For the most part, I was very lucky to have had an excellent art education, especially after high school. During college, I did a semester abroad in Florence, Italy, which was an invaluable experience for me as a young artist. During the semester I took a drawing board with me to various streets, plazas and museums, and spent most of the days sketching marble sculptures, interiors, fountains, and cityscapes. The light and architecture in the city–as well as great paintings by Caravaggio, Botticelli, Raphael, etc.–opened my eyes profoundly. I also did a wonderful summer studio program at the Pennsylvania Academy of Fine Arts to study portraiture. It gave me a strong understanding of the human head. I was making a lot of portraits at the time, so that was extremely helpful. I do wish the high school I attended had a better art program. Young artists need the benefit of a strong, sophisticated foundations education that offers an in-depth introduction to the technical, formal, and conceptual aspects of making and appreciating art.

What would you say to a young person to encourage their study and practice of art?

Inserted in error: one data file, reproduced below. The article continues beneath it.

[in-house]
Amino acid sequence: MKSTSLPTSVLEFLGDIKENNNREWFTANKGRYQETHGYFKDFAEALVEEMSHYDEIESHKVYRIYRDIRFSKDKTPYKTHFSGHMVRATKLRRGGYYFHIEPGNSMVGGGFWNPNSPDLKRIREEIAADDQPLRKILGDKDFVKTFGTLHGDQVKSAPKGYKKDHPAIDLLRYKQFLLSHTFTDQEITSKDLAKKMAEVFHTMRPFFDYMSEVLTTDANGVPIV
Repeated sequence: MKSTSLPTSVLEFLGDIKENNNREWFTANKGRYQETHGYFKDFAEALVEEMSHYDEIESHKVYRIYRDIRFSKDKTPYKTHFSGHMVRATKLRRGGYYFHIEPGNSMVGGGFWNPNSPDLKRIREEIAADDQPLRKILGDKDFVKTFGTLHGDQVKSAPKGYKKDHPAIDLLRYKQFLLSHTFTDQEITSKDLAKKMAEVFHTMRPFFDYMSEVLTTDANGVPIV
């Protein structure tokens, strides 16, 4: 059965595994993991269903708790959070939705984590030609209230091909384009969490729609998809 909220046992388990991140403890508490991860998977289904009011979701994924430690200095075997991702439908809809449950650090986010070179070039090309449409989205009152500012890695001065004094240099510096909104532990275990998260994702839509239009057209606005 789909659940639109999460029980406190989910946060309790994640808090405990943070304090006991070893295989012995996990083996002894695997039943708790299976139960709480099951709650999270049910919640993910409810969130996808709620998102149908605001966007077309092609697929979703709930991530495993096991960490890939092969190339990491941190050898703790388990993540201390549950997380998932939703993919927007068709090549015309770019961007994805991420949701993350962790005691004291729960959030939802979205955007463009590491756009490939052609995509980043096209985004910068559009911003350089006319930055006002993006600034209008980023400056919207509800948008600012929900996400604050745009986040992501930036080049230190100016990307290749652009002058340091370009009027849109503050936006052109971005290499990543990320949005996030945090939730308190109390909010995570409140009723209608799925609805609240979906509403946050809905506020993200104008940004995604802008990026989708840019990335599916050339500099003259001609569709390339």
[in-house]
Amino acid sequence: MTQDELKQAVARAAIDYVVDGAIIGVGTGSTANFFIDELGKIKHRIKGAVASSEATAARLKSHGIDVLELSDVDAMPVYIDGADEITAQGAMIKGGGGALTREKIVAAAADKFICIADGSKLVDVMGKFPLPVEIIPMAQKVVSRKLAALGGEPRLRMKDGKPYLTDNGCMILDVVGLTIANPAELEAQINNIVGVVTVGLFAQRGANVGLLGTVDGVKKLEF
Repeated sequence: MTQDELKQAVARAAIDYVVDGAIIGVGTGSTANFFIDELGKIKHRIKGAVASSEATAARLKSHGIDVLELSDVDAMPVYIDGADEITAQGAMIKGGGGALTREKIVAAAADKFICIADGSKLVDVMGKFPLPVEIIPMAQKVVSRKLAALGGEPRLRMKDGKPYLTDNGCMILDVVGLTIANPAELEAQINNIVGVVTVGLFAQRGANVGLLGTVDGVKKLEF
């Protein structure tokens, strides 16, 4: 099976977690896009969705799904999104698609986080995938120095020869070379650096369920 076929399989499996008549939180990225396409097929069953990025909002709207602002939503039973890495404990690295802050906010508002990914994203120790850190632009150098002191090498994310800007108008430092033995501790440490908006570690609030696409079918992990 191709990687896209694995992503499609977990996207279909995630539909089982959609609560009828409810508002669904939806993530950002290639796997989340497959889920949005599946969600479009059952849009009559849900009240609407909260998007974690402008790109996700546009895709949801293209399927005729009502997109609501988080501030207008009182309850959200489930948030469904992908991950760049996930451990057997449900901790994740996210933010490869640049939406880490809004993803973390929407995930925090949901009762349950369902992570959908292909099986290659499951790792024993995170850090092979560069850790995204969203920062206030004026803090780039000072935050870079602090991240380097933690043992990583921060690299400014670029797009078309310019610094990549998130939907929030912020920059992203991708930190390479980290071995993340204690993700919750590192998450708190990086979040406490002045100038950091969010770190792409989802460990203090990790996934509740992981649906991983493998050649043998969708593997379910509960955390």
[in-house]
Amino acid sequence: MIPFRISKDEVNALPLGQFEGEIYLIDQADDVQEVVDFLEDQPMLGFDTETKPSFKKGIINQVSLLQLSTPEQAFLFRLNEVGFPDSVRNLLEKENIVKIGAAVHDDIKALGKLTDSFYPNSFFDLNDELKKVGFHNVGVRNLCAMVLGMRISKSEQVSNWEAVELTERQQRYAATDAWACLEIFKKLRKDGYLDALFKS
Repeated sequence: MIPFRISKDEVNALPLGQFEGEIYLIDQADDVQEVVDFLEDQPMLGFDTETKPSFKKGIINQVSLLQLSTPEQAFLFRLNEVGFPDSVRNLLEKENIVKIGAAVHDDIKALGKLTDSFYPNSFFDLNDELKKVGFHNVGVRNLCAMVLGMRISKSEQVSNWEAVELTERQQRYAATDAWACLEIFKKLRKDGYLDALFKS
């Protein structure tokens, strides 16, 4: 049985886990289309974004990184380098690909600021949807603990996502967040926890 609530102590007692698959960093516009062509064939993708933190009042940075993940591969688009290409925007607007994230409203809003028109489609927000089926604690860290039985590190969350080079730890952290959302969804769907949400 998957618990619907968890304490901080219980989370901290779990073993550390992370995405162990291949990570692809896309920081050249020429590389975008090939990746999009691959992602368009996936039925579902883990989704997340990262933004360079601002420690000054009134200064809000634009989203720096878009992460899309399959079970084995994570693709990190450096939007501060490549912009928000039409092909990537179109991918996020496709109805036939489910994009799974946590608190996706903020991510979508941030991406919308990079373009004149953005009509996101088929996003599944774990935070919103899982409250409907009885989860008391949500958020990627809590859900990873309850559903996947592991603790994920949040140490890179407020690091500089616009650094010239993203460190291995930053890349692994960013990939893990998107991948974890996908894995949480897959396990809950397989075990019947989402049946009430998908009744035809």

1. Be patient. It takes a lot of practice, failure, and struggle to make advances as an artist. If you have faith and stick with it, you'll eventually get to the place you want to be.
  2. Get as broad an education as you can by taking classes outside of your discipline, and look at the works of tons of artists. It's great to apply hard work and focus to a specific technique or subject matter that you love, but continued experimentation outside of that interest will only make your work stronger, and connect it more deeply to the greater world of art.
  3. Rejection is common and inevitable, unfortunately, so don't be too discouraged by it. Find consolation in your love of creating, and continue to make the art that you truly want to see, even if it's not accepted. It often takes culture a while to digest anything that is new and unfamiliar.
  4. Write about your art. Writing an artist statement can be a daunting task, and often frustrating; the meaning artists experience in their work is often purely visual and ineffable; but sometimes taking the time to analyze your thoughts about how your work fits into a broader contemporary context can be insightful, prompting new ideas or directions that the art could take. It also gives viewers a way to relate to and enter the work better than they might without an introduction.